Why can’t I find ethically-made, plus-size clothing?
I’ve asked myself this question over and over again in my quest to support ethical, environmentally-friendly clothing and accessory brands. Let me tell you: it’s hard. With a a handful of exceptions, there is little to no plus-size clothing that fits my personal criteria for an ethically-made or sourced garment. In a country where the average woman wears a size 16 (and is constantly facing discrimination in the realm of the fashion industry), why haven’t ethical and sustainable retailers caught on to this gap in the market?
Sara of Sara Laughed, a fabulous blogger and fellow curvy girl trying to live more ethically, offered some insight on the issue. Sara thinks that the choice of whether to offer plus-size garments is complicated for ethical and sustainable clothing brands. Many of these clothing and accessory brands are starting from the ground up, and since their market is relatively niche, designers often economize by limiting their size range, at least from the get-go.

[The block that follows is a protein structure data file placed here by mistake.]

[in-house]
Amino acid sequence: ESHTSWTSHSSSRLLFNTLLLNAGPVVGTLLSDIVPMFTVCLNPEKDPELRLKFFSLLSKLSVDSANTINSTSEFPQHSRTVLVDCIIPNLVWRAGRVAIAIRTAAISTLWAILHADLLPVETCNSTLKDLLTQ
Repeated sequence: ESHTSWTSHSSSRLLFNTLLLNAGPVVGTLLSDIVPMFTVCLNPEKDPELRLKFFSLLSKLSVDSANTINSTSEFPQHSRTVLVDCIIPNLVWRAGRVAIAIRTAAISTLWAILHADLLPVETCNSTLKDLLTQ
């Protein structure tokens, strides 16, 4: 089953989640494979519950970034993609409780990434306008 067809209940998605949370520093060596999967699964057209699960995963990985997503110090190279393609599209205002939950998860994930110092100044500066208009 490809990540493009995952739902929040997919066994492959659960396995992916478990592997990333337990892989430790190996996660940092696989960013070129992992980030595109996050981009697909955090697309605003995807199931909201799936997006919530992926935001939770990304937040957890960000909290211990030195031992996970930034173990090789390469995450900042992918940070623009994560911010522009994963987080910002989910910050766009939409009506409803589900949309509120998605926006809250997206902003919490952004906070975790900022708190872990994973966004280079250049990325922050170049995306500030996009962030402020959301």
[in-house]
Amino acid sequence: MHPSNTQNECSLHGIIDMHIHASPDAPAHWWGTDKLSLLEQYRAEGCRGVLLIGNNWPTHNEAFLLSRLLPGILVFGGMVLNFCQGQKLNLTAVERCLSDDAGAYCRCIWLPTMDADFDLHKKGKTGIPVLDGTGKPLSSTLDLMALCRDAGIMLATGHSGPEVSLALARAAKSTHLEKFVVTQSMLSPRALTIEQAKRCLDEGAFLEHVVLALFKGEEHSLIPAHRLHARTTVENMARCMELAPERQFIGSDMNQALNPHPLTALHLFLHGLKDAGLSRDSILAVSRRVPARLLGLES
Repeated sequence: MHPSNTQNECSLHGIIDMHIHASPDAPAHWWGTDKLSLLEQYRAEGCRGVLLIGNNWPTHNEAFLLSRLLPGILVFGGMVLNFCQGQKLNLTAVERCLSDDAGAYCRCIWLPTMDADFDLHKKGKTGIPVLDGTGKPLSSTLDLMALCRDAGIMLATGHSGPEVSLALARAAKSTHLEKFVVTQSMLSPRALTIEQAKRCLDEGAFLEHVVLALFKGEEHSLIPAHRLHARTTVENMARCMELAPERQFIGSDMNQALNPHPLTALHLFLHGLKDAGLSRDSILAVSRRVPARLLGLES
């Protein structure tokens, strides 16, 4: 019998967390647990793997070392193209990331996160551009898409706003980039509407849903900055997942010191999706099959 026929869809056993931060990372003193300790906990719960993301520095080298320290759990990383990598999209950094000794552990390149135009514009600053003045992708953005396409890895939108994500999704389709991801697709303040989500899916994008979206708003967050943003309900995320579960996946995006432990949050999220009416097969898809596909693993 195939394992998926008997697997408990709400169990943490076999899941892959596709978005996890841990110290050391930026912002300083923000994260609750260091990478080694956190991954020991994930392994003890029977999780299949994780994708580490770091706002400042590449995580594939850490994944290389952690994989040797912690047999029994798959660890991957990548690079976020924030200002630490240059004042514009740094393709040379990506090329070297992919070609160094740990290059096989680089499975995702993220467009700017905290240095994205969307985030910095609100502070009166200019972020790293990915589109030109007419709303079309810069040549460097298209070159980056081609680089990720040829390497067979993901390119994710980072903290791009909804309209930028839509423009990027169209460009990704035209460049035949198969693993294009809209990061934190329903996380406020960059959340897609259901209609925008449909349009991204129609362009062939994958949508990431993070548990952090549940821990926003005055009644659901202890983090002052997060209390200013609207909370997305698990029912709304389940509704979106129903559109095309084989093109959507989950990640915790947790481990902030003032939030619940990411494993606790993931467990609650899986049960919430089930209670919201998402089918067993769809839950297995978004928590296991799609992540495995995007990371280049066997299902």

“[For ethical clothing brands,] catering to plus-sized bodies means creating new patterns and making their already limited items available in a broader range of sizes, which can be a risk if a company is struggling to get off the ground or stay afloat,” she says.
While this might explain the hole in the market, though, it doesn’t justify it. “The fact is that while making clothes for plus-sized people may seem like a financial risk for a small ethical company, it actually expands their market,” Sara explains. “The desire to live ethically and sustainably isn’t exclusive to straight-sized people, and I think as the market grows, ethical companies are catching on to that.”
Sara’s advice for plus-size babes on a budget looking to shop more ethically? Thrift stores are a great option, she says. After all, textile waste is a huge issue for the environment, and there’s nothing more sustainable than recycling gently-used clothing.
“If it’s important to you to support ethical companies, start small: email the company with your support, tell your friends, and share about them online, or buy smaller items like accessories until you have the budget to really invest,” Sara says.
Recently, Sara compiled an awesome (and extensive!) list of ethical and/or sustainable clothing lines or fashion retailers that cater to the plus-size community. With just over 20 options, a significant increase from Sara’s first iteration of this lineup, it might seem like a victory. But Sara believes there’s still plenty of work to do on this front.
“A lot of the more popular ethical brands aren’t carrying plus sizes yet, so I think there’s absolutely room for growth,” she says.